1614.105(a)(2). If you believe that you have been the victim of 
unlawful discrimination on the basis of age, you must either contact an 
EEO counselor as noted above or give notice of intent to sue to the 
Equal Employment Opportunity Commission (EEOC) within 180 calendar days 
of the alleged discriminatory action. If you are alleging 
discrimination based on marital status or political affiliation, you 
may file a written complaint with the U.S. Office of Special Counsel 
(OSC) (see contact information below). In the alternative (or in some 
cases, in addition), you may pursue a discrimination complaint by 
filing a grievance through the Board's administrative or negotiated 
grievance procedures, if such procedures apply and are available.

Whistleblower Protection Laws

    A federal employee with authority to take, direct others to take, 
recommend, or approve any personnel action must not use that authority 
to take or fail to take, or threaten to take or fail to take, a 
personnel action against an employee or applicant because of disclosure 
of information by that individual that is reasonably believed to 
evidence violations of law, rule, or regulation; gross mismanagement; 
gross waste of funds; an abuse of authority; or a substantial and 
specific danger to public health or safety, unless disclosures of such 
information is specifically prohibited by law and such information is 
specifically required by executive order to be kept secret in the 
interest of national defense or the conduct of foreign affairs.
    Retaliation against an employee or applicant for making a protected 
disclosure is prohibited by 5 U.S.C. 2302(b)(8). If you believe that 
you have been the victim of whistleblower retaliation, you may file a 
written complaint (Form OSC-11) with the U.S. Office of Special Counsel 
at 1730 M Street NW., Suite 218, Washington, DC 20036-4505 or online 
through the OSC Web site,

Retaliation for Engaging in Protected Activity

    A federal agency cannot retaliate against an employee or applicant 
because that individual exercises his or her rights under any of the 
federal antidiscrimination or whistleblower protection laws listed 
above. If you believe that you are the victim or retaliation for 
engaging in protected activity, you must follow, as appropriate, the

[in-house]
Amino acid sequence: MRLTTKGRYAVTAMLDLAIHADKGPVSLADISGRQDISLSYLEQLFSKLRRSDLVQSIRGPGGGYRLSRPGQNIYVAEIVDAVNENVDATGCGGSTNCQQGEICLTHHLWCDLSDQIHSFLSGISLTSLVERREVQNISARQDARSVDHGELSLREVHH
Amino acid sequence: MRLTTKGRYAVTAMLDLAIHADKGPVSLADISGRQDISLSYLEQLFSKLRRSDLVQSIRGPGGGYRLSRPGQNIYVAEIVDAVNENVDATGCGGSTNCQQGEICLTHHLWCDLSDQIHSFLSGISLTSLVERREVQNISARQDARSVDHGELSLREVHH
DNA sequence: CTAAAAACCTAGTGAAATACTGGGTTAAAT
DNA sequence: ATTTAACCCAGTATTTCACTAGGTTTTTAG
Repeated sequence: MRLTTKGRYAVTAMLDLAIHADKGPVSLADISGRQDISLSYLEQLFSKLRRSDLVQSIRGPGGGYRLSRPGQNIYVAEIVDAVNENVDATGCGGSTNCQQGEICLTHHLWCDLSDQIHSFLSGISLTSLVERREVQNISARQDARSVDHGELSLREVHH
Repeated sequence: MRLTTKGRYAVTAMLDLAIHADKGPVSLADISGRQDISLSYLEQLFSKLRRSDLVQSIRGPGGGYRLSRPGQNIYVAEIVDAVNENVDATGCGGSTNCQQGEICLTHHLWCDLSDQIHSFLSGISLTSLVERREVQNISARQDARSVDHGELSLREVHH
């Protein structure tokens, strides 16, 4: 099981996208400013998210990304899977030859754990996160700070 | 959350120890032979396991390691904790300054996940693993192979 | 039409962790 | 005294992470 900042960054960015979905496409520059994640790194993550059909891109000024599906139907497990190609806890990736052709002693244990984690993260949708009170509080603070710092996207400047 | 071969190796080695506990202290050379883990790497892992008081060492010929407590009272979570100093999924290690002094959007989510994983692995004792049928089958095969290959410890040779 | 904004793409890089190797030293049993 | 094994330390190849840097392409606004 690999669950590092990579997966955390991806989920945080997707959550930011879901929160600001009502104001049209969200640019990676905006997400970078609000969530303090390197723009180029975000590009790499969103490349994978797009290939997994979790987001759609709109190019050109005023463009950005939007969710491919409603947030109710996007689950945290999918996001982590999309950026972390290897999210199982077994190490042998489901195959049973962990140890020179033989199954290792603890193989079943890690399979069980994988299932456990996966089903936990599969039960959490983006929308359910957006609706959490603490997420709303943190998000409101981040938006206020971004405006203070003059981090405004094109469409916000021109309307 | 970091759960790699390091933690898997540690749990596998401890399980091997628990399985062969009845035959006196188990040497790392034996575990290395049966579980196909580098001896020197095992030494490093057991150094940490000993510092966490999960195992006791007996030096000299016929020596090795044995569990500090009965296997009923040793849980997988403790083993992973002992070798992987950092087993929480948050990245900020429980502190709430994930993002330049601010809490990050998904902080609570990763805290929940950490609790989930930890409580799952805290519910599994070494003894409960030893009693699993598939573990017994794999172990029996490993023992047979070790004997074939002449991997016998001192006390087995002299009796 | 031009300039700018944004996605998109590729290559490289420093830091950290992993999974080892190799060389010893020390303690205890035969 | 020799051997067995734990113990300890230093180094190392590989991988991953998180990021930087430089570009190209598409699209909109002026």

procedures described in the Antidiscrimination Laws and Whistleblower 
Protection Laws section or, if applicable, the administrative or 
negotiated grievance procedures in order to pursue any legal remedy.

Disciplinary Actions

    Under existing laws, each agency retains the right, where 
appropriate, to discipline a federal employee for conduct that is 
inconsistent with the Federal Antidiscrimination and Whistleblower 
Protection Laws up to and including removal. If OSC has initiated an 
investigation under 5 U.S.C. 1214, however, agencies must seek approval 
from OSC to discipline employees for, among other activities, engaging 
in prohibited retaliation, 5 U.S.C. 1214(f). Nothing in the No FEAR Act 
alters existing laws or permits an agency to take unfounded 
disciplinary action against a federal employee or to

[[Page 13102]]

violate the procedural rights of a federal employee who has been 
accused of discrimination.

Additional Information

    For further information regarding the No FEAR Act regulations, 
refer to 5 CFR 724, as well as the appropriate Board offices. 
Additional information regarding federal antidiscrimination laws can be 
found at the EEOC Web site,, and the OSC Web site,

Existing Rights Unchanged

    Pursuant to section 205 of the No FEAR Act, neither the No FEAR Act 
nor this notice creates, expands, or reduces any rights otherwise 
available to any employee, former employee, or applicant under the laws 
of the United States, including the provisions of law specified in 5 
U.S.C. 2302(d).

    Dated: February 21, 2013.
Claire McKenna,
Legal Counsel, Privacy and Civil Liberties Oversight Board.
[FR Doc. 2013-04467 Filed 2-25-13; 8:45 am]